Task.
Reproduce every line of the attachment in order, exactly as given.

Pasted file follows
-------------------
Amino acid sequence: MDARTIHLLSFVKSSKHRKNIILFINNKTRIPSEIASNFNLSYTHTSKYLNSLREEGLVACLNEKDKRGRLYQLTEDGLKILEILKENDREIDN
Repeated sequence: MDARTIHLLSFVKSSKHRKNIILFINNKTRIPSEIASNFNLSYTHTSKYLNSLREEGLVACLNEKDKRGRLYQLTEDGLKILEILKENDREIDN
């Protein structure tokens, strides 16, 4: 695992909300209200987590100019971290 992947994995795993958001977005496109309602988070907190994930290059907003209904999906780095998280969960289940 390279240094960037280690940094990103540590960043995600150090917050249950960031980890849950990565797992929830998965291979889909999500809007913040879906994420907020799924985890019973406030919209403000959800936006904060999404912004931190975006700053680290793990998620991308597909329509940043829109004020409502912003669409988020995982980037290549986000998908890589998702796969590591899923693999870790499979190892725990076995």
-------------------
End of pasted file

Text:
Amino acid sequence: MDARTIHLLSFVKSSKHRKNIILFINNKTRIPSEIASNFNLSYTHTSKYLNSLREEGLVACLNEKDKRGRLYQLTEDGLKILEILKENDREIDN
Repeated sequence: MDARTIHLLSFVKSSKHRKNIILFINNKTRIPSEIASNFNLSYTHTSKYLNSLREEGLVACLNEKDKRGRLYQLTEDGLKILEILKENDREIDN
């Protein structure tokens, strides 16, 4: 695992909300209200987590100019971290 992947994995795993958001977005496109309602988070907190994930290059907003209904999906780095998280969960289940 390279240094960037280690940094990103540590960043995600150090917050249950960031980890849950990565797992929830998965291979889909999500809007913040879906994420907020799924985890019973406030919209403000959800936006904060999404912004931190975006700053680290793990998620991308597909329509940043829109004020409502912003669409988020995982980037290549986000998908890589998702796969590591899923693999870790499979190892725990076995």